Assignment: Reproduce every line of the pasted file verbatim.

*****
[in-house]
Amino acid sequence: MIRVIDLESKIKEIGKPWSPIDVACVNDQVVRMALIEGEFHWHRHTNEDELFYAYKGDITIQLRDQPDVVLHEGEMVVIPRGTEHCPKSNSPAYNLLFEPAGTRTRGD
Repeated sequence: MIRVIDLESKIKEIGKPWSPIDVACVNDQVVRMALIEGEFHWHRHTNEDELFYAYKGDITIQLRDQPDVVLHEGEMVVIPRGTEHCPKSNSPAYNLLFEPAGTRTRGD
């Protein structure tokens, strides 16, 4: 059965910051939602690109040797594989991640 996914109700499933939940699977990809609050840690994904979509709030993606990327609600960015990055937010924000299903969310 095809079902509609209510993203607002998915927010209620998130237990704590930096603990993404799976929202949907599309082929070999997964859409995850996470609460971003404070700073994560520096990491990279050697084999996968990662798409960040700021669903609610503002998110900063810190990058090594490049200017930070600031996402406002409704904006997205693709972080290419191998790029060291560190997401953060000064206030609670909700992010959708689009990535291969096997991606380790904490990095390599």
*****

[in-house]
Amino acid sequence: MIRVIDLESKIKEIGKPWSPIDVACVNDQVVRMALIEGEFHWHRHTNEDELFYAYKGDITIQLRDQPDVVLHEGEMVVIPRGTEHCPKSNSPAYNLLFEPAGTRTRGD
Repeated sequence: MIRVIDLESKIKEIGKPWSPIDVACVNDQVVRMALIEGEFHWHRHTNEDELFYAYKGDITIQLRDQPDVVLHEGEMVVIPRGTEHCPKSNSPAYNLLFEPAGTRTRGD
């Protein structure tokens, strides 16, 4: 059965910051939602690109040797594989991640 996914109700499933939940699977990809609050840690994904979509709030993606990327609600960015990055937010924000299903969310 095809079902509609209510993203607002998915927010209620998130237990704590930096603990993404799976929202949907599309082929070999997964859409995850996470609460971003404070700073994560520096990491990279050697084999996968990662798409960040700021669903609610503002998110900063810190990058090594490049200017930070600031996402406002409704904006997205693709972080290419191998790029060291560190997401953060000064206030609670909700992010959708689009990535291969096997991606380790904490990095390599």